Cytokines in sleep regulation

Adv Neuroimmunol. 1995;5(2):171-88. doi: 10.1016/0960-5428(95)00007-o.


The central thesis of this essay is that the cytokine network in brain is a key element in the humoral regulation of sleep responses to infection and in the physiological regulation of sleep. We hypothesize that many cytokines, their cellular receptors, soluble receptors, and endogenous antagonists are involved in physiological sleep regulation. The expressions of some cytokines are greatly amplified by microbial challenge. This excess cytokine production during infection induces sleep responses. The excessive sleep and wakefulness that occur at different times during the course of the infectious process results from dynamic changes in various cytokines that occur during the host's response to infectious challenge. Removal of any one somnogenic cytokine inhibits normal sleep, alters the cytokine network by changing the cytokine mix, but does not completely disrupt sleep due to the redundant nature of the cytokine network. The cytokine network operates in a paracrine/autocrine fashion and is responsive to neuronal use. Finally, cytokines elicit their somnogenic actions via endocrine and neurotransmitter systems as well as having direct effects neurons and glia. Evidence in support of these postulates is reviewed in this essay.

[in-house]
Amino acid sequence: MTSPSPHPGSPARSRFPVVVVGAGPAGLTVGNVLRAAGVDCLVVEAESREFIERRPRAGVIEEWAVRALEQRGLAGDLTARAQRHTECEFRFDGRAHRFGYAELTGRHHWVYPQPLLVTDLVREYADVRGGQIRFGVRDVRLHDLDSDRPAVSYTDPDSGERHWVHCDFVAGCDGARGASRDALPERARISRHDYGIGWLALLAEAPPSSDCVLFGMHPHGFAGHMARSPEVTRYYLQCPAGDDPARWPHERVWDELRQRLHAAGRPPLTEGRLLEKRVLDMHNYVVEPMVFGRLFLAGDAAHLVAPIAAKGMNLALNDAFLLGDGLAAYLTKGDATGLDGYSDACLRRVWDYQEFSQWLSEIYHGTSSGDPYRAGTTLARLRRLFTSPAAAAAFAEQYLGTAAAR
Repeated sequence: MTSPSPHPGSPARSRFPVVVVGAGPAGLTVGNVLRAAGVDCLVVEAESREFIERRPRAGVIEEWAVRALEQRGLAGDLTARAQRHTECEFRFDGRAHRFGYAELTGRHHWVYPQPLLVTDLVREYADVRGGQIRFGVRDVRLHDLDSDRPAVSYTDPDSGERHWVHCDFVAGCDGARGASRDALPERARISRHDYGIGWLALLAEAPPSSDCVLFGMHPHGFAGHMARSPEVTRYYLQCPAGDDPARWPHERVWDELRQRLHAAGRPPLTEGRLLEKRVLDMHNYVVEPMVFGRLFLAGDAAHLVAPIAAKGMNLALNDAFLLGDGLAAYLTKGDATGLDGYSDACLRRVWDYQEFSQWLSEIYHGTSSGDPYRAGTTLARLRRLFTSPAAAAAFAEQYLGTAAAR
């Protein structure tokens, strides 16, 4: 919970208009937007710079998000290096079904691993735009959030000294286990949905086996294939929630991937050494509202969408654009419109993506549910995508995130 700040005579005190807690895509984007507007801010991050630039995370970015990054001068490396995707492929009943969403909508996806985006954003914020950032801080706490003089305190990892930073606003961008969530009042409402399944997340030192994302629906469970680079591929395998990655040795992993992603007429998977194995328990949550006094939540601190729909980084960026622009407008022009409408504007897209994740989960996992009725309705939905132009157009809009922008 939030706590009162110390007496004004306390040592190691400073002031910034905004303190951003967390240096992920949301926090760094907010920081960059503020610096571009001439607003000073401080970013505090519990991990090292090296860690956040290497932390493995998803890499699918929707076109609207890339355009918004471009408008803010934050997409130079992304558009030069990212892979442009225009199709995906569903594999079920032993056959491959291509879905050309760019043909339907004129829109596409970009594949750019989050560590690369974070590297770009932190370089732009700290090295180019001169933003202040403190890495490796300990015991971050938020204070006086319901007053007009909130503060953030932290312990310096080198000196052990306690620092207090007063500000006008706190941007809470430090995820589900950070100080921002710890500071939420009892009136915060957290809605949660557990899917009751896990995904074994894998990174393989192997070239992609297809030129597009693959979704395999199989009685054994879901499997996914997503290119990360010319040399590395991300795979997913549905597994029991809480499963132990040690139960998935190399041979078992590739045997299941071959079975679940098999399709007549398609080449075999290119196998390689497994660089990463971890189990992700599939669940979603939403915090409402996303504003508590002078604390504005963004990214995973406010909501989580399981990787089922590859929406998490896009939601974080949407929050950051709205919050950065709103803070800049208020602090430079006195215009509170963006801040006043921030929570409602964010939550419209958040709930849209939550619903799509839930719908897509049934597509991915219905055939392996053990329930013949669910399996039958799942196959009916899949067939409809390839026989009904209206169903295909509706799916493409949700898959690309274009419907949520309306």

Publication types

  • Research Support, U.S. Gov't, Non-P.H.S.
  • Research Support, U.S. Gov't, P.H.S.
  • Review

MeSH terms

  • Acute-Phase Reaction
  • Amino Acid Sequence
  • Bacterial Infections / complications
  • Bacterial Infections / physiopathology
  • Cell Wall / chemistry
  • Cytokines / physiology*
  • Growth Hormone-Releasing Hormone / physiology
  • Molecular Sequence Data
  • Muramic Acids / pharmacology
  • Neuroimmunomodulation / physiology
  • Neurons / physiology
  • RNA, Double-Stranded / pharmacology
  • RNA, Viral / pharmacology
  • Sleep / drug effects
  • Sleep / physiology*
  • Sleep Wake Disorders / etiology
  • Sleep Wake Disorders / physiopathology
  • Virus Diseases / complications
  • Virus Diseases / physiopathology


  • Cytokines
  • Muramic Acids
  • RNA, Double-Stranded
  • RNA, Viral
  • Growth Hormone-Releasing Hormone